Cash cattle regain some ground
—Wholesale beef price declines beginning
The markets were mixed last week compared to the week before. Cash fed and feeder cattle were both up, futures were mixed, and beef prices finally began to fall.
By last Thursday, over 82,600 head of cattle had been confirmed sold on the cash fed market. Prices had improved somewhat since the prior week, with live cattle selling between $118-20 (compared to $116-119) and $189-191 dressed, which was mostly steady with the prior week.
The sales were jump-started last week with the Fed Cattle Exchange, which traded mostly at the top of the range. Slightly more than half of the offering sold, but it seemed to set the tone for further trading elsewhere on Wednesday and again on Thursday.
Live cattle futures moved in mixed directions last week. The February contract gained a net 75 cents to settle last Thursday at $117.65, but the April contract lost a net 80 cents to settle at $114.83. More deferred contracts were steady to slightly up over the same time.
“The cattle futures market has been a choppy two-sided affair this week with a bias to the downside,” commented Troy Vetterkind of Vetterkind Cattle Brokerage last Thursday.
“In all the futures market feels heavy and tired and is very vulnerable to some further downside if we continue to see lower cattle and beef prices through the end of the month. Burgeoning open interest and a sizeable net long position in the market by the funds makes me think we could see a quick flush to the downside next week or the week after. The spike lows from the first of the month will be key in staving off another round of long liquidation in the futures.”
The beef cutouts finally started downwards last week after surprisingly resilient prices. Over the course of the week, the Choice cutout lost $2.68 to close Thursday’s trade at $188.72. The Select cutout lost $4.11 to close at $185.82. This additionally widened the spread between Choice and Select from the prior week’s incredibly narrow $1.47.
“Product values continue weak,” said Andrew Gottschalk of Hedgers Edge last Thursday. “At this point, reduced production schedules look to be on the horizon in an attempt to provide stability. That would seem a necessary step, as buying interest is limited—despite positive retail margins.”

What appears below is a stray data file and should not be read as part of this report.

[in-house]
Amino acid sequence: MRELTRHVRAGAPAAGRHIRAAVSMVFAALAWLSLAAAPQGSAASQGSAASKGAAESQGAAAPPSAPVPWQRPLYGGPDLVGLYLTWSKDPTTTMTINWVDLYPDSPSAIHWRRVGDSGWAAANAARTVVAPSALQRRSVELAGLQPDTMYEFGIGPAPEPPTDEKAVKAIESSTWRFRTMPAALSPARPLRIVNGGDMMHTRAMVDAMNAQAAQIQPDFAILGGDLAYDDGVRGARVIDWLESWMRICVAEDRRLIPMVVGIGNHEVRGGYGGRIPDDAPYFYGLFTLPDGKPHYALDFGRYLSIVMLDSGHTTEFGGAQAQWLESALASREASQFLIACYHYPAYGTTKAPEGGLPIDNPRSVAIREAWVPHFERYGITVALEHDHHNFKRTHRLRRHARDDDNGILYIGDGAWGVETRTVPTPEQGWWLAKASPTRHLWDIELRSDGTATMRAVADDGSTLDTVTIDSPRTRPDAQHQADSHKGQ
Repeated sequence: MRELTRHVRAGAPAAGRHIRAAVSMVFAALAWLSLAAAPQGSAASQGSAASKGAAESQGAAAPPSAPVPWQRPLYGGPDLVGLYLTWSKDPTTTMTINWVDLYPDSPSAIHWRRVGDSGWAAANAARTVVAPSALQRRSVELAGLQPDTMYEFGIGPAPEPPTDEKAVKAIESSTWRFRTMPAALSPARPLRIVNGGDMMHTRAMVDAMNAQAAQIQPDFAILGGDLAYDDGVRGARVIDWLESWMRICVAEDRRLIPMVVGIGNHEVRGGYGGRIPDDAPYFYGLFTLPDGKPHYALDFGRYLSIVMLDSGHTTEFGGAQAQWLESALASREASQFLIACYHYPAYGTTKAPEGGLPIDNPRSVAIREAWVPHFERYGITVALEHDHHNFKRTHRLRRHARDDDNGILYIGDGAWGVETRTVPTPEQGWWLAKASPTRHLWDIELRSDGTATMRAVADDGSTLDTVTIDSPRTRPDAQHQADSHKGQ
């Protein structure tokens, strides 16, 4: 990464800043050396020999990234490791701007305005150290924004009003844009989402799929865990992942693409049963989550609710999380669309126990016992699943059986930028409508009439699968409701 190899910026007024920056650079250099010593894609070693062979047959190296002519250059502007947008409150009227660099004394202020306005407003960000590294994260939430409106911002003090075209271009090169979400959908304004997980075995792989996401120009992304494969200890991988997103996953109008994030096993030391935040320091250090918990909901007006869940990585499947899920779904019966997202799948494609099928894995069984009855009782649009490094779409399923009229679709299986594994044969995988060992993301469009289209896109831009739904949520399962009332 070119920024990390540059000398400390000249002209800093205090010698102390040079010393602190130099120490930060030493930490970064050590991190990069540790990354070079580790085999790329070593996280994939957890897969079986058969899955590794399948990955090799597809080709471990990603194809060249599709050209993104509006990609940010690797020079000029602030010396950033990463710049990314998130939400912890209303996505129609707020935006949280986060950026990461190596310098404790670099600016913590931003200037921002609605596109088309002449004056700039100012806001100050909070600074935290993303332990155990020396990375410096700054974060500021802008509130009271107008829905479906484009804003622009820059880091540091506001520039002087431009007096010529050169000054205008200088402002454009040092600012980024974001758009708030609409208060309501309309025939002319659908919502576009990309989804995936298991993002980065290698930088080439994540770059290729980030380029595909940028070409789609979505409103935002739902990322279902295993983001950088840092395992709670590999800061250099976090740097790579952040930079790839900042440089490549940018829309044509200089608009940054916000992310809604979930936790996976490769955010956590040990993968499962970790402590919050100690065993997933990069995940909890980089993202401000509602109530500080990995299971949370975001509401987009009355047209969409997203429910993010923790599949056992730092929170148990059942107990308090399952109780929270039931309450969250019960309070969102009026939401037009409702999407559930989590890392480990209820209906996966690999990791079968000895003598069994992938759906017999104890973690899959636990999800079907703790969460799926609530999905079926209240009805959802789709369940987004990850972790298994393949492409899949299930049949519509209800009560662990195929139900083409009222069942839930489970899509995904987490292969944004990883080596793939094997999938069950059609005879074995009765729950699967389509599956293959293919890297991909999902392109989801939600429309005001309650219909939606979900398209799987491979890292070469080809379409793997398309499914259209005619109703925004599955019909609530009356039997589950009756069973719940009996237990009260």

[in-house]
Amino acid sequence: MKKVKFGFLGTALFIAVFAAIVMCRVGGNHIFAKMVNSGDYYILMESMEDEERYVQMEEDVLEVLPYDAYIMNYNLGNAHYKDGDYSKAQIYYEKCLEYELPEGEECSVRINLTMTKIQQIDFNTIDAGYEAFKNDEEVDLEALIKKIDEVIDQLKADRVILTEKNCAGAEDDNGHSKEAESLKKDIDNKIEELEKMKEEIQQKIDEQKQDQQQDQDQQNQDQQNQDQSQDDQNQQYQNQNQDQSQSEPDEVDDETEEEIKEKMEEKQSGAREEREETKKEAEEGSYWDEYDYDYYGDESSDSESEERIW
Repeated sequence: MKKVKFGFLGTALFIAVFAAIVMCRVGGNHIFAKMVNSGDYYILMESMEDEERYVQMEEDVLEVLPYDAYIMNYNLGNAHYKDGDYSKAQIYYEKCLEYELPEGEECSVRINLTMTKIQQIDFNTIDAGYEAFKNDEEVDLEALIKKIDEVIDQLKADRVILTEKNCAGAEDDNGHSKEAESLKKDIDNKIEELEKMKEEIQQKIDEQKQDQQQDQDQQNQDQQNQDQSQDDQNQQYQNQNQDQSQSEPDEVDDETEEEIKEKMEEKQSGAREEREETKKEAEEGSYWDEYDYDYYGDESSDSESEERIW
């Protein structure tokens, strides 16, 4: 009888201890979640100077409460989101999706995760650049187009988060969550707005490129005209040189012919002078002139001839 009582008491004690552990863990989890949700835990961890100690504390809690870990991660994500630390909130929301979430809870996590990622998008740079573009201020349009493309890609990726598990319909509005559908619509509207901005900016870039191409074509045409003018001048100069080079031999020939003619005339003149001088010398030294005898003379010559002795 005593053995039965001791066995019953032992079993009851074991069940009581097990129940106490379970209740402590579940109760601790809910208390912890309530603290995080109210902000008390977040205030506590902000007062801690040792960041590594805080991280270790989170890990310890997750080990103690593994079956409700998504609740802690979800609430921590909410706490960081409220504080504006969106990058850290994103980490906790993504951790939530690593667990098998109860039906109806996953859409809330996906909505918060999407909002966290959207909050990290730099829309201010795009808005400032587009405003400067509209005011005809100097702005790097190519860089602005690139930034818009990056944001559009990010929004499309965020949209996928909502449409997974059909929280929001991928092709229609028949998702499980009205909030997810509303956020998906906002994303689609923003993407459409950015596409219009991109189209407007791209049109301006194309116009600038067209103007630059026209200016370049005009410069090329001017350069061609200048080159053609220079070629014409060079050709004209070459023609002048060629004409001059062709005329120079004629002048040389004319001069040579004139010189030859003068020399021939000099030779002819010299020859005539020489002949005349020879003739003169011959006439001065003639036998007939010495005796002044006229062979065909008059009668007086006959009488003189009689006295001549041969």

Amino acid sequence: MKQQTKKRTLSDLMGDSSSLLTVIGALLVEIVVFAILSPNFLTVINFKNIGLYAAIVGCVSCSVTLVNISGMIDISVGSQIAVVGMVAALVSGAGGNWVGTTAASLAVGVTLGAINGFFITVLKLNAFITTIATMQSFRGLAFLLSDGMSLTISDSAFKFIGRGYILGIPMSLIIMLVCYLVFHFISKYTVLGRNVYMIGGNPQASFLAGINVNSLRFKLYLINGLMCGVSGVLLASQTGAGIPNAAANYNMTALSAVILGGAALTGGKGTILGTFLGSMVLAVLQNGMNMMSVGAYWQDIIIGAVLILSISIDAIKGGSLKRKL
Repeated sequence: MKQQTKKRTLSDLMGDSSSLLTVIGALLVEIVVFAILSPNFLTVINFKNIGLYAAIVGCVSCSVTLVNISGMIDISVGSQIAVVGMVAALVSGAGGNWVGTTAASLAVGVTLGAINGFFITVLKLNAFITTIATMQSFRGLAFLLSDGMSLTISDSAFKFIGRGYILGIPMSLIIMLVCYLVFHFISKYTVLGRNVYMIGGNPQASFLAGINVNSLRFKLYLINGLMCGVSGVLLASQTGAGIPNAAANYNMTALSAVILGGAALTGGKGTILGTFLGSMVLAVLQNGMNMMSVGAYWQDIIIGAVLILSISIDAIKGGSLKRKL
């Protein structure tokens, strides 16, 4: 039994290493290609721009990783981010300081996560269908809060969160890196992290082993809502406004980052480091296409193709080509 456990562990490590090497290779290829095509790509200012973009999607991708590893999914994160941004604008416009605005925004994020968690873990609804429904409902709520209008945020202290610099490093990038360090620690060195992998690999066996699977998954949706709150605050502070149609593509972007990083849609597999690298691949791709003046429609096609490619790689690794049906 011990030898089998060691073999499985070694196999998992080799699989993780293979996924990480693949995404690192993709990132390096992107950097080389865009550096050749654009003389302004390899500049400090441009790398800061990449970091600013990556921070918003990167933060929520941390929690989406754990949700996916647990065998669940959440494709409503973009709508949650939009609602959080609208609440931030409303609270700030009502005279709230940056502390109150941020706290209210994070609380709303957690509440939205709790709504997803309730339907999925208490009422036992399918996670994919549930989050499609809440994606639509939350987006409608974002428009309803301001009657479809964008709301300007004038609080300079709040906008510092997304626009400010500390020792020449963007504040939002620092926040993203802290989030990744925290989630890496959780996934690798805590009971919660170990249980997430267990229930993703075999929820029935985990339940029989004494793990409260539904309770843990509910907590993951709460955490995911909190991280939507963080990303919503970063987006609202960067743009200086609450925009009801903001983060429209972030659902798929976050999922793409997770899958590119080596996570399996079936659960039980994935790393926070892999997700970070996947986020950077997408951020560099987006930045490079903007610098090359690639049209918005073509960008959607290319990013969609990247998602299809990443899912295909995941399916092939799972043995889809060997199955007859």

Last week saw expectations of a 580,000-head production rate and packer margins still in the -$69 area, which was steady with the prior week.
California: The Cattlemen’s Livestock Market of Galt saw steady prices on all classes of feeder cattle last week. The price range for #1, 7-weight steers in particular improved however. Rather than a range with $100 as the low as in the week before, the range last week stood at $110- 123.
Colorado: Last week at the Winter Livestock auction of La Junta saw just over half the volume of cattle sell compared to the prior week’s volume. Steer calves under 650 lbs. were called steady to $1 lower, while heavier steer calves and light heifer calves were up $3-5. Heavier heifer calves were up $1-2. Yearlings were steady to up $1 with preference for steers over heifers. Relatively few #1, 7-weight yearling steers sold narrowly between $128-132.
Iowa: Sale volume was relatively steady last week at the Bloomfield Feeder Cattle Auction. Steer calves were called mostly $2-3 down, with especially heavy calves being discounted $6. Heifer calves were down mostly $5-7 with instances of $2 lower on 6-weights. Good volumes of benchmark steer calves sold between $126.75-133.35.
Kansas: Offerings were off at the Winter Livestock Feeder Cattle Auction of Dodge City, but prices were at least improved. Feeder steers were up $1-6 with it noted that the bulk of trade was in the up $3-5 area. Heifers were called steady to up $4. Numerous packages of benchmark steers were offered ranging from $123.50-134.